Thursday, January 28, 2010

Help Nerd of Steel Find a New Boxing Gym

Dodger StadiumImage via Wikipedia
I'm a little late with this, but we do what we can, right? My buddy, Nerd of Steel, who publishes the Nerdcore Boxing blog, is looking for a new gym in the greater Los Angeles, California area. Most recently, he has blogged about his quest here.

I'm taking the liberty to ask my readers to help "Nerd" with his search. He hasn't asked me for any help--and by offering, I don't mean to imply that he needs it--but I know how it is to be displaced from a boxing club where I trained for a long time, and to start over at a new place. Others, including my former coach, Bernard O'Shea, and Chad Robbins, one of the owners of Go Time Chicago, helped me during that transition a few years ago. Therefore, if I have the chance to try to help a fellow boxer who is going through the same thing, I will take it. That's especially true when the boxer is an all-around good guy and is becoming an online friend, like Nerd of Steel.

So if you can help another boxer find a new place to train and minimize the interruptions to his training resulting from the move, please visit Nerd of Steel's blog and offer your suggestions in the comments to a blog entry such as this one. Thanks.
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Tuesday, January 19, 2010

Sunday's Training

drop1.Image via Wikipedia
I had a good workout on Sunday. As always, Glen was his enthusiastic self, and I had recovered enough from my cold/flu to actually put in some hard work. We have a new boxer in the group, Howard, who is also a lawyer. Like the rest of the boxers, he's a very likable fellow with decent boxing skills. He's also a southpaw, so it's great to have the opportunity to practice with another left-handed opponent.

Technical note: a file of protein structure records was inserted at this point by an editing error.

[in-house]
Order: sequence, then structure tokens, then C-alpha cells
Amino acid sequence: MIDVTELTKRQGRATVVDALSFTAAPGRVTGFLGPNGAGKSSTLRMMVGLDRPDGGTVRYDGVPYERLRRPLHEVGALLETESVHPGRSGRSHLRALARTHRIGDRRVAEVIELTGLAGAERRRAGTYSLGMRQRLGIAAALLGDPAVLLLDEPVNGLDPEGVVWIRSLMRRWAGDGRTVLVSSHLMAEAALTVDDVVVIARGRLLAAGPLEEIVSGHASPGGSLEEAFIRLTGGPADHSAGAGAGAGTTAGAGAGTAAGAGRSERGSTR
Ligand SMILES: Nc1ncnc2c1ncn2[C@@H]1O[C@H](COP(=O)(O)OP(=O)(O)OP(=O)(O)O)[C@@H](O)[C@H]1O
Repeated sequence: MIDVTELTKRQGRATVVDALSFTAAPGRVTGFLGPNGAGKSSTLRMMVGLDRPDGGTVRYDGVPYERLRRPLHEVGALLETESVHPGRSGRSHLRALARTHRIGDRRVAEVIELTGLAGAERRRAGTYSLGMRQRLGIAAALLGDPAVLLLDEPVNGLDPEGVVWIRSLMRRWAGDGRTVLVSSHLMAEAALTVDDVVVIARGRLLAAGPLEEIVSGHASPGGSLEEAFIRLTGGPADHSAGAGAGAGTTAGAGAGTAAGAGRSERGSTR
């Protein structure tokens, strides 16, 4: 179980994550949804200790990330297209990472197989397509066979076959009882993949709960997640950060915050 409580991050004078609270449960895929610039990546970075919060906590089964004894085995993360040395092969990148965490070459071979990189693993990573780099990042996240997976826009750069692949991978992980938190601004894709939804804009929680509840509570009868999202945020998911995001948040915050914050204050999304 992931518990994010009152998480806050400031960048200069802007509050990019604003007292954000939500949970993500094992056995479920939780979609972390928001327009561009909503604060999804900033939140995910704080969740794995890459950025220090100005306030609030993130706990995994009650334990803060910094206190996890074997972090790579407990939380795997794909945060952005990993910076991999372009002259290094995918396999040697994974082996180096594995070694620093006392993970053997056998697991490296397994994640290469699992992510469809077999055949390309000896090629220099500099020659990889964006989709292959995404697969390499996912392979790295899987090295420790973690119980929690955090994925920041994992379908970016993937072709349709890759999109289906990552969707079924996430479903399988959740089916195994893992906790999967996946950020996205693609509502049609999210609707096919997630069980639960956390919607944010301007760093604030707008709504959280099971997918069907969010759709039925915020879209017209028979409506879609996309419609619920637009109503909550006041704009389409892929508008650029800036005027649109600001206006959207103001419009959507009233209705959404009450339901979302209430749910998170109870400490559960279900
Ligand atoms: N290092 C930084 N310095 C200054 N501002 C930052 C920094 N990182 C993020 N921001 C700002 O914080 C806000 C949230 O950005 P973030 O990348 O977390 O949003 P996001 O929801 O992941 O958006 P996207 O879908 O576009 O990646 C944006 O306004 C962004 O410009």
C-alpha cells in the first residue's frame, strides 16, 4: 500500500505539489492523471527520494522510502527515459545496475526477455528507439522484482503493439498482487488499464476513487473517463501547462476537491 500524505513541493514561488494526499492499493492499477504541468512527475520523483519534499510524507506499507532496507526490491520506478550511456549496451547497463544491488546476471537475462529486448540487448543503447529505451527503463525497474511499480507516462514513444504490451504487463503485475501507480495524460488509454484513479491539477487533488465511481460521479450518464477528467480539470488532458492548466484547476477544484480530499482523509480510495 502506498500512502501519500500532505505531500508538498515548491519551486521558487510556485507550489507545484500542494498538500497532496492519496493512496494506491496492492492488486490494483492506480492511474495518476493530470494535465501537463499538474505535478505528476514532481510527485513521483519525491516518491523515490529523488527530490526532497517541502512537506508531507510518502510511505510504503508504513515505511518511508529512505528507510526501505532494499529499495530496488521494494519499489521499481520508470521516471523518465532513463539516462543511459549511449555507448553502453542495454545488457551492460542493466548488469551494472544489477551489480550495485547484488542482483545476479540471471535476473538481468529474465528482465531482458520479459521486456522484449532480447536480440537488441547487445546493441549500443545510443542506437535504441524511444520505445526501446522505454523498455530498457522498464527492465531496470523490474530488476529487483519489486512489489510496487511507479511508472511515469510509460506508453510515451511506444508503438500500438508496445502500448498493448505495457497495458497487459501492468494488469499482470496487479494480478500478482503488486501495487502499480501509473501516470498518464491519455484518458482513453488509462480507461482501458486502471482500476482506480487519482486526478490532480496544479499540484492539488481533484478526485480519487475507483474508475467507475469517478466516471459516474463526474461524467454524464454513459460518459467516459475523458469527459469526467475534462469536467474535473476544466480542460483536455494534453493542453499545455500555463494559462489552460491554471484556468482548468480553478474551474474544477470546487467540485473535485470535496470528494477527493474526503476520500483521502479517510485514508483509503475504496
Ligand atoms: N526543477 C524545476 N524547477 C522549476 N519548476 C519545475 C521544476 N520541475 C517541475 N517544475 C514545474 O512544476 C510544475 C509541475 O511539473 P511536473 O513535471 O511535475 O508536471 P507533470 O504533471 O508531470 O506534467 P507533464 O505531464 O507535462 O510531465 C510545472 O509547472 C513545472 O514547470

We did a lot of drills. In addition to the attack and defense--the punches, slips, blocks, and other maneuvers that make up a boxer's arsenal--I paid special attention to balance and footwork. I noticed I was moving more smoothly and positioning myself a lot more effectively. Footwork and balance are really basic, and they seem basic after I do them well, but I don't think one can practice them too much. When I am well-positioned on my feet and in a state of balance, I can move a lot better, punch better, protect myself better, fight my fight (rather than the opponent's), and stay more energized. It can be surprising how tiring poor technique can be!

Howard and I sparred a spirited three rounds. He's a skilled strategist and knows how to use his left-handed stance to his advantage. Still, with the recent practice I've gotten with Scott, who is also a lefty, I was pretty confident during all three rounds. After those rounds, Glen gave us each a few suggestions for improvement, and Howard and I shared with one another our assessment of the work. It went well. We finished by doing a few rounds of heavy bag drills, abs, and then the crown jewel of the workout: the thirties.

I'm pleased with my progress, even though, as always, I see lots of things I can do better. We've got a good guys in our group, and everyone is very encouraging, so that's a huge help. I'm making some new friends, so that's a bonus. It's great to work with Glen. He's upbeat, keenly interested in our progress, and willing to explain and demonstrate moves for me as many times as it takes for me to get them right.